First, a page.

A New PowerShell Backdoor Is Being Used in Log4j Attacks
State-Backed Hackers Are Apparently Leveraging Log4Shell Attacks to Drop a New PowerShell Backdoor.
Last updated on January 12, 2022
At the end of 2021 proof-of-concept exploits for a significant zero-day vulnerability discovered in the widely used Apache Log4j Java-based logging library were distributed online, exposing both home users and businesses to continuous remote code execution assaults.
The vulnerability, officially tagged as CVE-2021-44228 and called Log4Shell or LogJam, is an unauthenticated RCE vulnerability that allows total system takeover on systems running Log4j 2.0-beta9 through 2.14.1.
As reported by BleepingComputer, the hackers involved in the attack are suspected of being members of the Iranian APT35 state-backed organization (also known as ‘Charming Kitten‘ or ‘Phosphorus’) and have been seen using Log4Shell assaults to install a new PowerShell backdoor.
The modular payload is capable of handling C2 communications, system enumeration, and ultimately receiving, decrypting, and loading other modules.
APT35 was among the first malicious actor to exploit the vulnerability before targets had a chance to apply security fixes, searching for vulnerable PCs just days after it was made public.
Exploiting CVE-2021-44228 causes a PowerShell command with a base64-encoded payload to be executed, finally retrieving the ‘CharmPower’ module from an actor-controlled Amazon S3 bucket. The core module is able to perform a number of functions, as it can validate network connection, create basic system enumeration, retrieve the C&C domain, and receive, decrypt, and execute follow-up modules.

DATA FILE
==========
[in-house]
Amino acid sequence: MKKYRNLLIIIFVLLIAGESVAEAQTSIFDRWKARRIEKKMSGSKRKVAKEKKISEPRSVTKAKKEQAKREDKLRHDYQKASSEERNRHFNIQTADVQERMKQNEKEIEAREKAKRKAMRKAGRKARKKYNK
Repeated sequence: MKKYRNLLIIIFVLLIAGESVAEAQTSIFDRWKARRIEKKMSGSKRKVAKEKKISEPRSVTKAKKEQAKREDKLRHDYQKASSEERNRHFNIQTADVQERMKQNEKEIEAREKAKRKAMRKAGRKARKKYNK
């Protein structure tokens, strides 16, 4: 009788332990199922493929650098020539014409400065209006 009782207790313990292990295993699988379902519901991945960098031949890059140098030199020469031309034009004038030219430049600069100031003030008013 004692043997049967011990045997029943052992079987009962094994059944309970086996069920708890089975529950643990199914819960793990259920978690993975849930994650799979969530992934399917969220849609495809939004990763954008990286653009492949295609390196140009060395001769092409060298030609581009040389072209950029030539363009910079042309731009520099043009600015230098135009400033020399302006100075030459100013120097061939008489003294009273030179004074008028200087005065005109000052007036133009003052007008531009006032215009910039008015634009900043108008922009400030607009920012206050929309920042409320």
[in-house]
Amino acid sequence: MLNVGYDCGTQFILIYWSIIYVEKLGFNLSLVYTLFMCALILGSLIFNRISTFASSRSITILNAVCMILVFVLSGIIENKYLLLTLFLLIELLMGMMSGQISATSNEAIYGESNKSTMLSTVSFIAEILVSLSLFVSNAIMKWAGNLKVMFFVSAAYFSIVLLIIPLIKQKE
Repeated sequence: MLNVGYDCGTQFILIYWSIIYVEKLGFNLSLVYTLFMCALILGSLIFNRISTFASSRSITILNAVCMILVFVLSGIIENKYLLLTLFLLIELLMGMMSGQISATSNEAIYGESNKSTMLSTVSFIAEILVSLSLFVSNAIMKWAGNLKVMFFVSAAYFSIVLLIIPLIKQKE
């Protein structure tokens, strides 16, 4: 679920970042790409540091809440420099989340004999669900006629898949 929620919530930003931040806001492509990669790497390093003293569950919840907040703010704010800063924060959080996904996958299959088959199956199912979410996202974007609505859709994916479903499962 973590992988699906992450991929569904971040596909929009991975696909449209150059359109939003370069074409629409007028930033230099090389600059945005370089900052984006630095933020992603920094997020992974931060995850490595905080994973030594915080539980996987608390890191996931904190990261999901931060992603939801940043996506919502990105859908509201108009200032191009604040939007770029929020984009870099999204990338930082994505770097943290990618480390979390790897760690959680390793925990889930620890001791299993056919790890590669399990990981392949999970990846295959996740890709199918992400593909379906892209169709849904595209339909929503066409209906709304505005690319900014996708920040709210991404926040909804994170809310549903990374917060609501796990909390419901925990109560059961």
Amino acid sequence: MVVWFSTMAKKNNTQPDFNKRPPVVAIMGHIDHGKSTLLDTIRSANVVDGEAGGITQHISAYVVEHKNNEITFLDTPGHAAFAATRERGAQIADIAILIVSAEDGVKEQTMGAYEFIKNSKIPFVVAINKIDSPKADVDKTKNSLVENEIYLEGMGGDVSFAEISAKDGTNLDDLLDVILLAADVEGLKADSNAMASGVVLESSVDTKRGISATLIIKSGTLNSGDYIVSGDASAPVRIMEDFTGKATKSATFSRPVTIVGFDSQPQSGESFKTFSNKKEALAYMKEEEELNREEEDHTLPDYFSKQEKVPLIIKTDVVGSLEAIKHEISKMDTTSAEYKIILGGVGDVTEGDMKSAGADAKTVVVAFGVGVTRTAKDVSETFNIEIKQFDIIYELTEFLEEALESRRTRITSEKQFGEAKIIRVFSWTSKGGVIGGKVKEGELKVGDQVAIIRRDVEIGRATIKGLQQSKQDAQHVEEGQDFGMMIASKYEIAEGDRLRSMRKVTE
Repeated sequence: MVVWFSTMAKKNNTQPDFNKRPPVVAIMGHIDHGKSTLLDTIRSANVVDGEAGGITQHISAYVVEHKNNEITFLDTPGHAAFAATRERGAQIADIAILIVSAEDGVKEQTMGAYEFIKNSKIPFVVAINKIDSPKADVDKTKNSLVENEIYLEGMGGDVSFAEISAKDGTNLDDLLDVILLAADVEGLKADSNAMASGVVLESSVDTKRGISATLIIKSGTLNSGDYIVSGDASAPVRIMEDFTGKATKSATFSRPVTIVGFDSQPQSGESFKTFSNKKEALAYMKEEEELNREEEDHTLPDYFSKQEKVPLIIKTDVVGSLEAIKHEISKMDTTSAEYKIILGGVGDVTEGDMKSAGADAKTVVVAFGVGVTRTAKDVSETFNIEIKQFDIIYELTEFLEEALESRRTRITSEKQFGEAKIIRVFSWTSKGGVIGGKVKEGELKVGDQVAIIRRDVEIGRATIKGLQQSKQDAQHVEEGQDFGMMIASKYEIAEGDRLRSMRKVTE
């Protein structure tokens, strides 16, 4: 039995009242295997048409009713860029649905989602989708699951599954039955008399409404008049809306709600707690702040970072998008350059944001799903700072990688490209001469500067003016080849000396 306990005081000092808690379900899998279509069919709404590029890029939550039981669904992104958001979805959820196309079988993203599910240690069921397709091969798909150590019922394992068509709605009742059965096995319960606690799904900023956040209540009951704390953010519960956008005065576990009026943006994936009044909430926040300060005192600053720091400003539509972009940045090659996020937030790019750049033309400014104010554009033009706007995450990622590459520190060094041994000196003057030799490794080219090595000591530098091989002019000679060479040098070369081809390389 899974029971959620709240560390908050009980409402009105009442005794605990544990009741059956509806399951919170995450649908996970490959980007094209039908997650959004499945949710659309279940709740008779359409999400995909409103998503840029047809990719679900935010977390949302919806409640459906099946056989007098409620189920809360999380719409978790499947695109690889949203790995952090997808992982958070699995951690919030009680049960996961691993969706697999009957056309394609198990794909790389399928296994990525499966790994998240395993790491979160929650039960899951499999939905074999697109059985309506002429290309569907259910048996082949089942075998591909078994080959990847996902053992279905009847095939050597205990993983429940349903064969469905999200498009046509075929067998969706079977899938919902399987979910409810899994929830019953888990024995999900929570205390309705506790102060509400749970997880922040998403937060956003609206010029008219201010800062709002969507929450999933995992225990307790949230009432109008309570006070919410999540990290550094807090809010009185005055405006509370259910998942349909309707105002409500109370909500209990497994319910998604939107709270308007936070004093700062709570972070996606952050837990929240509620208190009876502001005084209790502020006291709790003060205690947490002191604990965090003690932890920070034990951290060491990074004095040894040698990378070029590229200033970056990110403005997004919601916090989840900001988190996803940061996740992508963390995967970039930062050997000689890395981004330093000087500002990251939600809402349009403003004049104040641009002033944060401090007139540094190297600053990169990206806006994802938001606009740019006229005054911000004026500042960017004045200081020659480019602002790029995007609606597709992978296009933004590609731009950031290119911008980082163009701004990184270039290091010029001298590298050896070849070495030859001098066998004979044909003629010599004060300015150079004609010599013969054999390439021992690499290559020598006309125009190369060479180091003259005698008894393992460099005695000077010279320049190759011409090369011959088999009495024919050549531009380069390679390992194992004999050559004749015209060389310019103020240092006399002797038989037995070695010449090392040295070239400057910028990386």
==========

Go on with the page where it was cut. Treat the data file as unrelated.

The core module continues to send HTTP POST requests to the C2, which either go unanswered or result in the download of an extra PowerShell or C# module.
‘CharmPower’ is in charge of decrypting and loading these modules, which then create an independent communication channel with the C2.
CharmPower automatically generates a list of modules to be distributed to the infected endpoint based on the fundamental system details gathered during the reconnaissance phase. Applications, Screenshot, Process, System information, Command Execution, and Cleanup are the additional modules sent by the C2.
Check Point researchers also discovered a number of parallels between ‘CharmPower’ and an Android malware previously employed by APT35, such as the implementation of the same logging functionalities and the usage of an identical format and syntax.
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Dora is a digital marketing specialist within Heimdal™ Security. She is a content creator at heart - always curious about technology and passionate about finding out everything there is to know about cybersecurity.